September 23rd 2000

  Buy Issue 2592

Articles from this issue:

Cover Story: Singapore’s changing direction

Editorial: Free trade: it’s time to fight back

National Affairs: East Timor: Whitlam was the culprit

Agriculture: Deregulation cuts a swathe through dairy industry

Law: Why Coalition will keep UN Committees at arms length

Eyewitness Report: S11 protests win few friends

Globalism: Australia out in the cold as three economic blocs form

South Australia: Hindmarsh Island bridge saga continues

Canberra Observed: ALP heads back to the future

National Affairs: Manufacturers, farmers: a natural alliance

Straws in the Wind

New Zealand: From basket case to “case study” ... and back to basket case

The Media

Books: 'PAPUA NEW GUINEA: People Politics and History since 1975', by Sean Dorney

Books: Pioneer police: 'Sand and Stone', by Kevin Moran


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National Affairs: Manufacturers, farmers: a natural alliance

by Colin Teese

News Weekly, September 23, 2000
Colin Teese, formerly Deputy Secretary of the Department of Trade, delivered this address last month at a public meeting in Swan Hill, Victoria.

he problems facing country people are — in essence — no different from those facing city-dwelling Australians. It is only when we come to specifics that we identify real differences. That is natural enough, since farmers grow things and city people make them. Or, at least, once they did.

My unabashed aim is to draw city and country people closer together. If I succeed, and the two groups can speak with one voice about the problems confronting them, then that voice will be all the more compelling.

There has been no such unity in the past. Indeed, it has been the purpose of some to set city and country folk against each other. I should add, further, that this has been done with the worst of all possible intentions. But more of that later.

Our existing problems arise from a failure of both economics and government. We, as individuals, are, at most, only indirectly responsible for the failure of economics. We do, however, bear much of the responsibility for the failure of government.

There have been times when government and economics proceeded in harmony — and from entirely different assumptions to now.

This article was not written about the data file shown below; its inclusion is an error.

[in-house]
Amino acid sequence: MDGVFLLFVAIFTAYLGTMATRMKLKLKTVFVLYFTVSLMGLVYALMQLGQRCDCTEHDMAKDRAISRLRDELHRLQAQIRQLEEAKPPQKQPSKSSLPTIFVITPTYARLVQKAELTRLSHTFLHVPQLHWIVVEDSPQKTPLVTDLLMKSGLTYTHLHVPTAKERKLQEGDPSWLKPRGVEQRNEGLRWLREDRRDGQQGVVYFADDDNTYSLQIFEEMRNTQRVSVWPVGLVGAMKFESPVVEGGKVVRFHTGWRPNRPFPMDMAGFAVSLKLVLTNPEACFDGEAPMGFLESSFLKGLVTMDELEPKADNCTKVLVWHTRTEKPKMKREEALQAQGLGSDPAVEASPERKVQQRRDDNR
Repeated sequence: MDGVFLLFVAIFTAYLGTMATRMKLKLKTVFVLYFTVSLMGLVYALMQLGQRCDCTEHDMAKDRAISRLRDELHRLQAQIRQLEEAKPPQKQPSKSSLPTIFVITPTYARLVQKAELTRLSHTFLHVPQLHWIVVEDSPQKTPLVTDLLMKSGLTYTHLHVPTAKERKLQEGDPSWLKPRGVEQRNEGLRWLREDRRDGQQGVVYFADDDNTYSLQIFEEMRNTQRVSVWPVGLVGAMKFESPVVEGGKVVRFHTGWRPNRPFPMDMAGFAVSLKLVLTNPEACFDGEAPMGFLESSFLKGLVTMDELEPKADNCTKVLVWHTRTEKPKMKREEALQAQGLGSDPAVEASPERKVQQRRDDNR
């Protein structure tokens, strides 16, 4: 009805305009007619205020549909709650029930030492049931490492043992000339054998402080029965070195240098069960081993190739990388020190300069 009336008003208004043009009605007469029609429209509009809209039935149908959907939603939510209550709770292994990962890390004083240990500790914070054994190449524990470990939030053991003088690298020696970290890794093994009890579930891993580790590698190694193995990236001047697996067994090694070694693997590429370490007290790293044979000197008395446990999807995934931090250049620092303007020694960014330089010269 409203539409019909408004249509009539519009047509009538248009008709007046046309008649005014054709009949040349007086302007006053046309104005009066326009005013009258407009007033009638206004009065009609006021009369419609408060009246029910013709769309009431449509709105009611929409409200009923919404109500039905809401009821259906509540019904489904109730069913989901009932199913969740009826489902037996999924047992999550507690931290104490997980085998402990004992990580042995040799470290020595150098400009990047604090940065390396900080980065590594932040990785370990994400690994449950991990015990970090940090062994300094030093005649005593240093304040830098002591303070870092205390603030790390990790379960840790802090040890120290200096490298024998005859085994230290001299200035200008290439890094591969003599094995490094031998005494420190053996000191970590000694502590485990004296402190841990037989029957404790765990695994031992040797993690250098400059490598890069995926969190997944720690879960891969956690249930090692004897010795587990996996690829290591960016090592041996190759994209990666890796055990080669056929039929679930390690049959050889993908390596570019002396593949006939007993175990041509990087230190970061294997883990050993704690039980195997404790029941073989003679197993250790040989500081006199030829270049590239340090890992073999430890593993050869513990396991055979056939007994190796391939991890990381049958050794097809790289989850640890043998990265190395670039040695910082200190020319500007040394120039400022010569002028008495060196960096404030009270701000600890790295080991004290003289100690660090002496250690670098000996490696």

In politics, the terms left and right still meant something. And certainly, they served the political purpose. One could identify clear differences between the Labor Party and the Conservatives.

Curiously, the parties’ themselves were not keen to underline the differences. Labor downplayed its commitment to socialism; the other side pretended not to be conservative.

But as the party faithful- — and the voters — knew quite well, and appreciated, what the respective sides stood for.

Labor stood up for worker interests. On the other side there existed, at least federally, a Coalition. The Liberal Party helped advance the interests of business large and small. And there was no doubting that the Country Party served the interests of farmers and rural communities. The conservative side of politics also had a noticeably different social agenda.

I’m generalising, of course. Certainly, neither the Labor nor Liberal parties would accept my definitions of their respective roles. Perhaps neither would the Country Party after it went National.

And there was, in the post-War period, an ideological divide between Labor and Conservative, which sometimes served to blur the traditional distinctions.

But mostly the system worked. The right balance was struck between the interests of competing groups. It wasn’t perfect, but we did manage to create and maintain a thoroughly workable society, one that acknowledged the capacity of enterprise to flourish alongside social justice.

Economics was different too. Australians readily accepted that we were part of a wider world. Within that world the domestic political consensus aligned us with what was called the Western Alliance (a grouping that was both economic and political in nature).

In essence, we opted to be part of the group which absolutely, and rightly, rejected communism. We backed a capitalist form of economic organisation. We conceded market forces a major role.

Yet we managed to place market forces in a proper context. We recognised the value of business and enterprise as the engine of production. We knew it would largely determine the extent of our future prosperity.

But we also acknowledged a role for government. Not merely to facilitate free enterprise, but to ensure that nobody was left behind when it came to distributing the fruits of our economic gains.

Importantly, our economic and social policies were shaped by and for the benefit of Australians.

We also acknowledged the kind of country Australia was physically, and recognised how, realistically, we should relate to the world as it was. Not as we would wish it to be.

External realities have not changed. Neither could they be changed. And it had to be confronted.

Our prosperity rested heavily on exports of farm products. Apart from wool, which sold itself, exporters of farm products could not stand alone against the world. More so than ever was this so after the collapse of the preference arrangement our exports enjoyed with Britain, when that country joined what was then the European Economic Community.

Long before that there had been a recognition that Australia was a large and conspicuously prosperous continent siting on the edge of a vast population mass of poor countries to our near north.

After World War II, many of these countries began emerging from a colonial past. There was bipartisan political agreement to a commitment to increasing Australia’s population — importantly for defence reasons, and what today would be regarded as a racist slogan: “populate or perish”.